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Lots of kids go to Ireland for a better life but disappear. He was OK.

Some kids go missing, while others live like this.

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The Atlantic Philanthropies

The video below is based on a teenager's life. His identity was kept secret to protect his anonymity.

For the sake of this story, I'll call him Jay.


Jay's mom died when he was little, and his father lived a dangerous life. So when he had a chance to leave Nigeria at the age of 15, he did.

"I got the opportunity with my uncle to leave the country, and we came over here and decided to go seek refuge in a country, go somewhere safe."

But when Jay got to Ireland, it was clear that his life wouldn't magically snap into place.

"I never knew anything about Ireland until I came here. And at that point in time, I was like, 'If I go back home now voluntarily, I don't think I'll survive.' But if worst comes to worst, you know ... it's meant to be."

He's not alone. Since 2004, hundreds of unaccompanied minors have come to Ireland looking for better lives, according to the last reported count done in 2009 by the Ombudsman for Children's Office in Dublin, which advocates on behalf of kids.

"My uncle was an agent and just said, 'Go to the Justice Department ... and say, "Here I am."' Then I did that and he disappeared. ... I think I had a short-sleeve shirt on. And it was still sunny back home but it was freezing here."

Classified as "separated immigrant children" by the government, most kids like Jay get a tiny food stipend and are placed in youth hostels throughout Dublin.


"There are about 40 kids in there with just one person. ... Nobody is going to look after you. ... You're just basically told to go look for a school yourself."

After living in a hostel for over a year, 16-year-old Jay was called in for an interview at the Justice Department.

"That was scariest thing that ever happened to me. ... You were asked about ... very obvious things like why didn't I just leave from Lagos straight away. ... I was trying to get out of the situation there. I didn't plan all these things. ... I'm like ... 'I'm a kid, for crying out loud. How am I supposed to know I'm supposed to do this?' I came out feeling like a criminal."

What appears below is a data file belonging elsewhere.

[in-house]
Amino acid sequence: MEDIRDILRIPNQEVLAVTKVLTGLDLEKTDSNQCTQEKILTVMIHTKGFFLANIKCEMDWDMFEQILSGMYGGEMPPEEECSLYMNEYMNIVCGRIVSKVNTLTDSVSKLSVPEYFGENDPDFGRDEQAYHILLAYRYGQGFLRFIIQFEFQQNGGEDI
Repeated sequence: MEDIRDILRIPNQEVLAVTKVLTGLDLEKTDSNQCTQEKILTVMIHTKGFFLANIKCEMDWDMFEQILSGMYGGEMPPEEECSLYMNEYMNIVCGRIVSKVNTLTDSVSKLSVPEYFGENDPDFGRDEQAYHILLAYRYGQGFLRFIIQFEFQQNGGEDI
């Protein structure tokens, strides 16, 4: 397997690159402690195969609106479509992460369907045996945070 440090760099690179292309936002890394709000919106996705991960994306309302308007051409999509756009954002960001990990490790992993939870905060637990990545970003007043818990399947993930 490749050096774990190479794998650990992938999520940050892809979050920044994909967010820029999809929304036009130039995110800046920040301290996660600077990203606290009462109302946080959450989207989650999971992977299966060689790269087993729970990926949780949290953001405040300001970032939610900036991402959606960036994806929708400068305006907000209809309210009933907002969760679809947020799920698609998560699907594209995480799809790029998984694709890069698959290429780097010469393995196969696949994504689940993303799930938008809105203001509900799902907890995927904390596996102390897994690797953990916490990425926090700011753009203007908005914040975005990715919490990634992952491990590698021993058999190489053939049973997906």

He describes the citizenship process as a mental waiting game — one that not everyone wins.

"At some point, you finish school and then you're waiting, waiting, and waiting. You don't hear anything back for, I'll say, five years. ... If you wake up in the morning, you don't leave that room. You're still in the same surrounding. ... There is a friend of mine right now who is mad just from that. ... He was put in a hospital. ... He was someone who was very lively ... and eventually he couldn't even walk."

After being asked to leave the country, with the help of a teacher, Jay was finally given "leave to remain." He can stay in Ireland temporarily under certain conditions, like going to work or school.

Unfortunately, many of his friends didn't share his fate. Some of them went missing.

Sample missing-child flyers posted in Dublin

"It happened to one of my Chinese friends ... and a man named Zhen. The next day, there's no sign of them. And we asked them, 'What happened? Was he transferred to another hostel and we didn't know?' And his things were still there, obviously, so you're like, this is not somebody who just upped and left."


While most people might fear the worst, Jay says:

"I just want to think in my head that he's somewhere else, living happily and living safe, you know?"

My heart just dropped.

Watch his story in this documentary:

Fact Check Time:

The filmmaker, Anna Byrne, told us that, taking into account the children who weren't officially documented as missing, 500 is a more accurate number for the number of separated children who have gone missing than the Ombudsman for Children's publicly stated figure of 419.

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